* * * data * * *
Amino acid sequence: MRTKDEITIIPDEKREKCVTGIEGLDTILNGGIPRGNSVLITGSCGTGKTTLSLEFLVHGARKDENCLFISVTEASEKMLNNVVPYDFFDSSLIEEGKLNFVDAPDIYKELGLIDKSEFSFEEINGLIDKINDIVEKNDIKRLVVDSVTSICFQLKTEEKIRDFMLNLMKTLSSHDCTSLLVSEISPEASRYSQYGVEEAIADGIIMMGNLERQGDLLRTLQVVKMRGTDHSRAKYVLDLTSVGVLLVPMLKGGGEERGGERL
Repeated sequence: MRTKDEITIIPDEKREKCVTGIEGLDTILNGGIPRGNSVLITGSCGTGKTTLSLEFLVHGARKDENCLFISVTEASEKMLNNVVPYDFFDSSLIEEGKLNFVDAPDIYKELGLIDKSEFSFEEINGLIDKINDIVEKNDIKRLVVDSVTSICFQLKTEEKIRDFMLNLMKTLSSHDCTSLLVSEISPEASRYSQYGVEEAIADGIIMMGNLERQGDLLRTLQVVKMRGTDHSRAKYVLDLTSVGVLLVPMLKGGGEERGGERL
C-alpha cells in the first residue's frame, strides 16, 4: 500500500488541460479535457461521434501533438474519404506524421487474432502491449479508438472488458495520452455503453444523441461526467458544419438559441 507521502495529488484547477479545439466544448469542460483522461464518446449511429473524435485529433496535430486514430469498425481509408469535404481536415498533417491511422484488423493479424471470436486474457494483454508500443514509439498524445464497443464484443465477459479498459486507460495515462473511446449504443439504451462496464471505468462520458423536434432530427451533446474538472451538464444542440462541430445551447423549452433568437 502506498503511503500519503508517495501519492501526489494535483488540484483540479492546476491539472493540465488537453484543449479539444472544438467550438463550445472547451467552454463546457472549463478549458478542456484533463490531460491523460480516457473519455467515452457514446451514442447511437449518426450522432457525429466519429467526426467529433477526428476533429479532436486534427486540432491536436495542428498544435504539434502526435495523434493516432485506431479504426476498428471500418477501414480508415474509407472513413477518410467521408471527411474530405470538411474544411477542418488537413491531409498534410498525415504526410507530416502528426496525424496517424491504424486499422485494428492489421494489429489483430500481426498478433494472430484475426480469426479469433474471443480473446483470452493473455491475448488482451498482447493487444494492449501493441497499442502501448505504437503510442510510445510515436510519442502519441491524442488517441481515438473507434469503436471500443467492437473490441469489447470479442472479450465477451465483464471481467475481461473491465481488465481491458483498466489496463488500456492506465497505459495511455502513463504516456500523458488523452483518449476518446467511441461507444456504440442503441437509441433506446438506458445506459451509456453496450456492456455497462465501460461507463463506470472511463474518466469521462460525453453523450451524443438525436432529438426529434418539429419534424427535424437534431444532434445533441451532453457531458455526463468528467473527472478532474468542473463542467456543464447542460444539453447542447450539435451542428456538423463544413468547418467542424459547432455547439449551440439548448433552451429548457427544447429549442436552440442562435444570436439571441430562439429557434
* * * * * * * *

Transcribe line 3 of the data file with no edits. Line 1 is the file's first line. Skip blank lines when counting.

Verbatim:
C-alpha cells in the first residue's frame, strides 16, 4: 500500500488541460479535457461521434501533438474519404506524421487474432502491449479508438472488458495520452455503453444523441461526467458544419438559441 507521502495529488484547477479545439466544448469542460483522461464518446449511429473524435485529433496535430486514430469498425481509408469535404481536415498533417491511422484488423493479424471470436486474457494483454508500443514509439498524445464497443464484443465477459479498459486507460495515462473511446449504443439504451462496464471505468462520458423536434432530427451533446474538472451538464444542440462541430445551447423549452433568437 502506498503511503500519503508517495501519492501526489494535483488540484483540479492546476491539472493540465488537453484543449479539444472544438467550438463550445472547451467552454463546457472549463478549458478542456484533463490531460491523460480516457473519455467515452457514446451514442447511437449518426450522432457525429466519429467526426467529433477526428476533429479532436486534427486540432491536436495542428498544435504539434502526435495523434493516432485506431479504426476498428471500418477501414480508415474509407472513413477518410467521408471527411474530405470538411474544411477542418488537413491531409498534410498525415504526410507530416502528426496525424496517424491504424486499422485494428492489421494489429489483430500481426498478433494472430484475426480469426479469433474471443480473446483470452493473455491475448488482451498482447493487444494492449501493441497499442502501448505504437503510442510510445510515436510519442502519441491524442488517441481515438473507434469503436471500443467492437473490441469489447470479442472479450465477451465483464471481467475481461473491465481488465481491458483498466489496463488500456492506465497505459495511455502513463504516456500523458488523452483518449476518446467511441461507444456504440442503441437509441433506446438506458445506459451509456453496450456492456455497462465501460461507463463506470472511463474518466469521462460525453453523450451524443438525436432529438426529434418539429419534424427535424437534431444532434445533441451532453457531458455526463468528467473527472478532474468542473463542467456543464447542460444539453447542447450539435451542428456538423463544413468547418467542424459547432455547439449551440439548448433552451429548457427544447429549442436552440442562435444570436439571441430562439429557434